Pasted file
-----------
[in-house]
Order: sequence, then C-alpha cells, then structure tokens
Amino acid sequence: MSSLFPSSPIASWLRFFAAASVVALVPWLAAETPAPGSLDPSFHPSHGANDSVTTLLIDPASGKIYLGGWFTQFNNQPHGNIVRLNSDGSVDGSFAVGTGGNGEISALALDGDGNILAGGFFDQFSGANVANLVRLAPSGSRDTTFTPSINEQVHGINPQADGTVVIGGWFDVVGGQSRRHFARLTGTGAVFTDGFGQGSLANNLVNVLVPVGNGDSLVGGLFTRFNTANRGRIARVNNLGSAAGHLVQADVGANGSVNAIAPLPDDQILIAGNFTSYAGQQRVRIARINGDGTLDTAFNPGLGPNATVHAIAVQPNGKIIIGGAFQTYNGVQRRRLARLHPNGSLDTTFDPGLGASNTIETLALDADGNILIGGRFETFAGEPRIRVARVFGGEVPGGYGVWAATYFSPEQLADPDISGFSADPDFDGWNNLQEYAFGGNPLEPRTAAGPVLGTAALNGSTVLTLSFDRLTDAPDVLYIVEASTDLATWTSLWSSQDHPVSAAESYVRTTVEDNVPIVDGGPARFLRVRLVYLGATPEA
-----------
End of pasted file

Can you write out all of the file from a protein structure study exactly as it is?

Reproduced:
[in-house]
Order: sequence, then C-alpha cells, then structure tokens
Amino acid sequence: MSSLFPSSPIASWLRFFAAASVVALVPWLAAETPAPGSLDPSFHPSHGANDSVTTLLIDPASGKIYLGGWFTQFNNQPHGNIVRLNSDGSVDGSFAVGTGGNGEISALALDGDGNILAGGFFDQFSGANVANLVRLAPSGSRDTTFTPSINEQVHGINPQADGTVVIGGWFDVVGGQSRRHFARLTGTGAVFTDGFGQGSLANNLVNVLVPVGNGDSLVGGLFTRFNTANRGRIARVNNLGSAAGHLVQADVGANGSVNAIAPLPDDQILIAGNFTSYAGQQRVRIARINGDGTLDTAFNPGLGPNATVHAIAVQPNGKIIIGGAFQTYNGVQRRRLARLHPNGSLDTTFDPGLGASNTIETLALDADGNILIGGRFETFAGEPRIRVARVFGGEVPGGYGVWAATYFSPEQLADPDISGFSADPDFDGWNNLQEYAFGGNPLEPRTAAGPVLGTAALNGSTVLTLSFDRLTDAPDVLYIVEASTDLATWTSLWSSQDHPVSAAESYVRTTVEDNVPIVDGGPARFLRVRLVYLGATPEA